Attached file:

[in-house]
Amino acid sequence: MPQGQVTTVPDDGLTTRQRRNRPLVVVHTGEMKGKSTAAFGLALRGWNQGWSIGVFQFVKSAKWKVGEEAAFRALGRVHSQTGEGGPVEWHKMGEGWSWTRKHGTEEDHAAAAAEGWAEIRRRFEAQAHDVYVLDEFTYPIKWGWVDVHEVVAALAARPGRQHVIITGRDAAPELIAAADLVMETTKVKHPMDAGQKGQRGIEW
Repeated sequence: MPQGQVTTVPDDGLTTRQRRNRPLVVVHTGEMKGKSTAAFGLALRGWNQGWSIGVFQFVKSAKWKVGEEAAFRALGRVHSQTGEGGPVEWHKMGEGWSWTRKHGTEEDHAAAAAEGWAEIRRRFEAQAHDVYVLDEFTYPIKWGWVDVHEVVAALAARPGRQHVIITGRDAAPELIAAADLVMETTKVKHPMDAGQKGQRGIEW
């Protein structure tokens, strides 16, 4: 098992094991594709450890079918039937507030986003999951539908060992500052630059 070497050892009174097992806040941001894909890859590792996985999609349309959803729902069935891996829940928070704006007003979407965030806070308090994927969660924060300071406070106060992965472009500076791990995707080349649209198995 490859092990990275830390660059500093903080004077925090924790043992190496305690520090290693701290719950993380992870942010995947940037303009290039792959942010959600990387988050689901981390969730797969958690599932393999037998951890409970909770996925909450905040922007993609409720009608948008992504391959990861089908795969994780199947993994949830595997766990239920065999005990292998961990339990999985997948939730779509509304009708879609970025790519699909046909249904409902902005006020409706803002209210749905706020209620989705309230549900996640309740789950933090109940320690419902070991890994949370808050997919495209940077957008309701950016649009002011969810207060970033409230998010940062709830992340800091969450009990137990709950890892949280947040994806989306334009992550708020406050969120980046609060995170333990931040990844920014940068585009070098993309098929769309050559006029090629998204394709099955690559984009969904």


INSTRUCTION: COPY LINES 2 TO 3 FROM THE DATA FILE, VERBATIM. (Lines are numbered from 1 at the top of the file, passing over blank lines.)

Amino acid sequence: MPQGQVTTVPDDGLTTRQRRNRPLVVVHTGEMKGKSTAAFGLALRGWNQGWSIGVFQFVKSAKWKVGEEAAFRALGRVHSQTGEGGPVEWHKMGEGWSWTRKHGTEEDHAAAAAEGWAEIRRRFEAQAHDVYVLDEFTYPIKWGWVDVHEVVAALAARPGRQHVIITGRDAAPELIAAADLVMETTKVKHPMDAGQKGQRGIEW
Repeated sequence: MPQGQVTTVPDDGLTTRQRRNRPLVVVHTGEMKGKSTAAFGLALRGWNQGWSIGVFQFVKSAKWKVGEEAAFRALGRVHSQTGEGGPVEWHKMGEGWSWTRKHGTEEDHAAAAAEGWAEIRRRFEAQAHDVYVLDEFTYPIKWGWVDVHEVVAALAARPGRQHVIITGRDAAPELIAAADLVMETTKVKHPMDAGQKGQRGIEW